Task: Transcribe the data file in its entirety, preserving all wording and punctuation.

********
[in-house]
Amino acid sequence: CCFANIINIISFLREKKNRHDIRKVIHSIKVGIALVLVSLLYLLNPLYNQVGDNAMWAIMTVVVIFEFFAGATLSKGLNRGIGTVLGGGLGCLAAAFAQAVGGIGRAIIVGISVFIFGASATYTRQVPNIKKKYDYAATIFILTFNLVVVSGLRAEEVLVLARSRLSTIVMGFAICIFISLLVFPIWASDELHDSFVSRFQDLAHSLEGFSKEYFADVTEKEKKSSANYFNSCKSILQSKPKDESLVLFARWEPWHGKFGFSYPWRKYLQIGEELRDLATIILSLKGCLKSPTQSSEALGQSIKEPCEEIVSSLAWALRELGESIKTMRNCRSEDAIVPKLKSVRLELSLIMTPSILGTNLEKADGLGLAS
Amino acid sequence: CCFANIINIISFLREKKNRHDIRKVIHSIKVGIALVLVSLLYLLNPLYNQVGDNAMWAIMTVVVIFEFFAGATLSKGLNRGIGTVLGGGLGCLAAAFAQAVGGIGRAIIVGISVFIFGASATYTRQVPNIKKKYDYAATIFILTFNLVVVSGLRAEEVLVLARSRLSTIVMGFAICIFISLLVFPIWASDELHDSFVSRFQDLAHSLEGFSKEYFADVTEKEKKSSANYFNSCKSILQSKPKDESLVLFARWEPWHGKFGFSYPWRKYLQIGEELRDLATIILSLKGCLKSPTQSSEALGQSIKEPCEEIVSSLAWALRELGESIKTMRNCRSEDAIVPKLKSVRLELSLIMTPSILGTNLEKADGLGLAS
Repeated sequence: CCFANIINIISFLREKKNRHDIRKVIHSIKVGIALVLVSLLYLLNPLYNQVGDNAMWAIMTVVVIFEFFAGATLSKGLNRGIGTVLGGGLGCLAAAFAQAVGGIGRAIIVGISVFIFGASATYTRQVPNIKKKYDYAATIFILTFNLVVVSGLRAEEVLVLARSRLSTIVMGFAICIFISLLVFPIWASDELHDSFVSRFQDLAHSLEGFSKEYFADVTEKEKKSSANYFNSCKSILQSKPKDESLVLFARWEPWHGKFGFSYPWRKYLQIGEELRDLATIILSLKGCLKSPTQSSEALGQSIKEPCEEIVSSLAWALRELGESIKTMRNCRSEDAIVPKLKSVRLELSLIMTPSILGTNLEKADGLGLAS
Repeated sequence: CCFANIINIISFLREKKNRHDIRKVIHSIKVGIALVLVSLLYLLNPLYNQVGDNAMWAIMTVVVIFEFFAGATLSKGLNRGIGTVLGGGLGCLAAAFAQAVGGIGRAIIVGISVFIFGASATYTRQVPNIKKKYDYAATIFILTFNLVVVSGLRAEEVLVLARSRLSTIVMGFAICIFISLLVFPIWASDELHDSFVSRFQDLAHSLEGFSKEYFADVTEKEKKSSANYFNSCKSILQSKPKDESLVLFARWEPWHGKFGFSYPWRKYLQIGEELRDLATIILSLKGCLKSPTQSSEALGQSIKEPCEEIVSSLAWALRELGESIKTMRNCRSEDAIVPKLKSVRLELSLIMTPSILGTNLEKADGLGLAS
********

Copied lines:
[in-house]
Amino acid sequence: CCFANIINIISFLREKKNRHDIRKVIHSIKVGIALVLVSLLYLLNPLYNQVGDNAMWAIMTVVVIFEFFAGATLSKGLNRGIGTVLGGGLGCLAAAFAQAVGGIGRAIIVGISVFIFGASATYTRQVPNIKKKYDYAATIFILTFNLVVVSGLRAEEVLVLARSRLSTIVMGFAICIFISLLVFPIWASDELHDSFVSRFQDLAHSLEGFSKEYFADVTEKEKKSSANYFNSCKSILQSKPKDESLVLFARWEPWHGKFGFSYPWRKYLQIGEELRDLATIILSLKGCLKSPTQSSEALGQSIKEPCEEIVSSLAWALRELGESIKTMRNCRSEDAIVPKLKSVRLELSLIMTPSILGTNLEKADGLGLAS
Amino acid sequence: CCFANIINIISFLREKKNRHDIRKVIHSIKVGIALVLVSLLYLLNPLYNQVGDNAMWAIMTVVVIFEFFAGATLSKGLNRGIGTVLGGGLGCLAAAFAQAVGGIGRAIIVGISVFIFGASATYTRQVPNIKKKYDYAATIFILTFNLVVVSGLRAEEVLVLARSRLSTIVMGFAICIFISLLVFPIWASDELHDSFVSRFQDLAHSLEGFSKEYFADVTEKEKKSSANYFNSCKSILQSKPKDESLVLFARWEPWHGKFGFSYPWRKYLQIGEELRDLATIILSLKGCLKSPTQSSEALGQSIKEPCEEIVSSLAWALRELGESIKTMRNCRSEDAIVPKLKSVRLELSLIMTPSILGTNLEKADGLGLAS
Repeated sequence: CCFANIINIISFLREKKNRHDIRKVIHSIKVGIALVLVSLLYLLNPLYNQVGDNAMWAIMTVVVIFEFFAGATLSKGLNRGIGTVLGGGLGCLAAAFAQAVGGIGRAIIVGISVFIFGASATYTRQVPNIKKKYDYAATIFILTFNLVVVSGLRAEEVLVLARSRLSTIVMGFAICIFISLLVFPIWASDELHDSFVSRFQDLAHSLEGFSKEYFADVTEKEKKSSANYFNSCKSILQSKPKDESLVLFARWEPWHGKFGFSYPWRKYLQIGEELRDLATIILSLKGCLKSPTQSSEALGQSIKEPCEEIVSSLAWALRELGESIKTMRNCRSEDAIVPKLKSVRLELSLIMTPSILGTNLEKADGLGLAS
Repeated sequence: CCFANIINIISFLREKKNRHDIRKVIHSIKVGIALVLVSLLYLLNPLYNQVGDNAMWAIMTVVVIFEFFAGATLSKGLNRGIGTVLGGGLGCLAAAFAQAVGGIGRAIIVGISVFIFGASATYTRQVPNIKKKYDYAATIFILTFNLVVVSGLRAEEVLVLARSRLSTIVMGFAICIFISLLVFPIWASDELHDSFVSRFQDLAHSLEGFSKEYFADVTEKEKKSSANYFNSCKSILQSKPKDESLVLFARWEPWHGKFGFSYPWRKYLQIGEELRDLATIILSLKGCLKSPTQSSEALGQSIKEPCEEIVSSLAWALRELGESIKTMRNCRSEDAIVPKLKSVRLELSLIMTPSILGTNLEKADGLGLAS